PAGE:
With the holidays just around the corner, it’s time to start thinking of gifts to give your friends and loved ones. Finding unique gifts can present a challenge, and most people never consider giving pet-related gifts. Since the chances are good that more than one person on your holiday gift list has a pet that he or she adores, why not give a distinctive gift that your recipient will treasure? Here are five great gift ideas to get you started:
1. Fine Art Animal Prints
Dogs may come in many shapes and sizes, but each has a personality all its own. One of the most delightful gifts you can give to a pet lover is a fine art print of his or her breed. One of the most notable artists offering fine art animal prints is Lorena Pugh. Her print, “Princess,” for example, depicts a white toy poodle laying atop a stack of twelve colorful pillows, while “Angel Face” showcases a gorgeous pug who has just snagged a cluster of grapes off of a dining room table. In “Chocolate Craving,” she realistically captures the yearning of a chocolate lab as he reaches for a tennis ball against a beautiful background of blue sky. These limited edition animal prints are sure to be treasured, as each comes with a consecutively numbered dog tag to match the tag in the print.
2. Crystal Animal Statues
Whether your gift recipient has a dog, cat, horse, or rabbit, he or she is sure to enjoy an elegant crystal animal statue. Typically made from 24 percent lead crystal, hand-finished animal statues are beautiful yet whimsical. Crystal animal statues can depict a wide variety of pets, from a sitting cat to a dog with a bone; from a turtle to a frog; from a horse to a mouse; and from a duck to a dove.
3. Stone Animal Statues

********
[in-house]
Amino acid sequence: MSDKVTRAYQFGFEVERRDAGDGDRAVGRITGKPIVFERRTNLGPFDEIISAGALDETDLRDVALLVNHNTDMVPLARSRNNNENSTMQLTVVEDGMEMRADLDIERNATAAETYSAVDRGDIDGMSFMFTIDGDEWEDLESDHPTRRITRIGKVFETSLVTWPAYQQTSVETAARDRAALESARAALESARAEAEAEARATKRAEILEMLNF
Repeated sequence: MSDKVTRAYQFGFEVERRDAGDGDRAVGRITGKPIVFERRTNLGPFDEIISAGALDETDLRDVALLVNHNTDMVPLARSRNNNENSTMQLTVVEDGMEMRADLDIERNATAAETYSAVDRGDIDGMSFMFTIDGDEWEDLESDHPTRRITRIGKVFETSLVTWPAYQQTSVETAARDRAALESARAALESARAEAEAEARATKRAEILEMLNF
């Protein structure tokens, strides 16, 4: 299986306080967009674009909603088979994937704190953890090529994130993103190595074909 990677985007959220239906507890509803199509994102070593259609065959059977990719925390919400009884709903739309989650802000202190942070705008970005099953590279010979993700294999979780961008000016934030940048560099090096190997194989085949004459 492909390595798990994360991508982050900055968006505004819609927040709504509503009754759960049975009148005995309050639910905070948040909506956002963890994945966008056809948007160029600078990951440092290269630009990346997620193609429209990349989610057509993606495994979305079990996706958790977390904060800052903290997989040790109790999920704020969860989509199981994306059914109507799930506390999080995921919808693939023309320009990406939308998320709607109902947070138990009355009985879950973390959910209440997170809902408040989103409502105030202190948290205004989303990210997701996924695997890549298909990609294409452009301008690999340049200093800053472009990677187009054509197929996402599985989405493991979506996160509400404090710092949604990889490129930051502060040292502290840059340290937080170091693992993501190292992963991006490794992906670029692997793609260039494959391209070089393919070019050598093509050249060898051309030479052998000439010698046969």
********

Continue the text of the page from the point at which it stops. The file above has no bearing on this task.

Who wouldn’t love a playful stone animal statue depicting their beloved pet? Animal garden statues are perfect gifts, as are stone animal statues for the home and office. While some statues – like a sleeping spaniel puppy or an eager dachshund – make you feel warm inside, others – like a cat holding a pair of binoculars up to his eyes, ever watchful for a bird – make you chuckle. Stone animal statues are available for virtually any type of pet, and are certain to be cherished.
4. Animal Posters
If you’ve ever owned a pet, you know how funny they can be. Animal posters depict pets in a variety of outlandish situations (remember the cat in “Hang in There”?), and are eminently affordable. An animal poster is sure to bring a smile to your recipient’s face.
When it comes to gifts for pet lovers, there’s nothing more unique that pet-related entertainment. There is actually a music company that creates music for animals, so consider giving a gift of music about and for cats, dogs, or birds. Another great gift idea is to buy a DVD or video that is designed to entertain your recipient’s dog or cat. Your friend or loved one can play the DVD or video while he or she is at work or out running errands – guilt free!
It’s both original and thoughtful to give a gift that acknowledges your recipient’s pet as a central part of his or her life. Pet lovers will appreciate and treasure your gift, whether it’s a fine art animal print or an entertaining DVD.
The trick of “sitting up” is easily taught to small dogs, but should try not be included in a big dog’s education, as it is difficult for them to preserve their balance.
The training of sitting up is one of the first tricks to teach and forms the groundwork for many other dog tricks. To train a dog to sit up, prepare some treats as a reward, and set your dog on his haunches in a corner, so that he cannot fall either backward or sideways and has very little or no space to lose balance.
Keep him from pitching forward by holding one hand under his chin and with the other hand hold the treat above his nose and keep repeating distinctly and deliberately say, “sit up.” Do not make him sit up too long at any one time, but repeat the lesson frequently and reward him often with plentiful of praise and treats.
During his first lesson he will require considerable assistance from your hand to prevent him from pitching forward, but as he gets control of the balancing muscles and understands what you want, he will depend less and less upon your hand to keep him in position and you can gradually render him less assistance until you will only have to keep one hand in position two or three inches from his neck or chin, so as to be ready to prevent him pitching forward; later on you can withdraw this hand entirely and simply hold the treat just above the level of his head.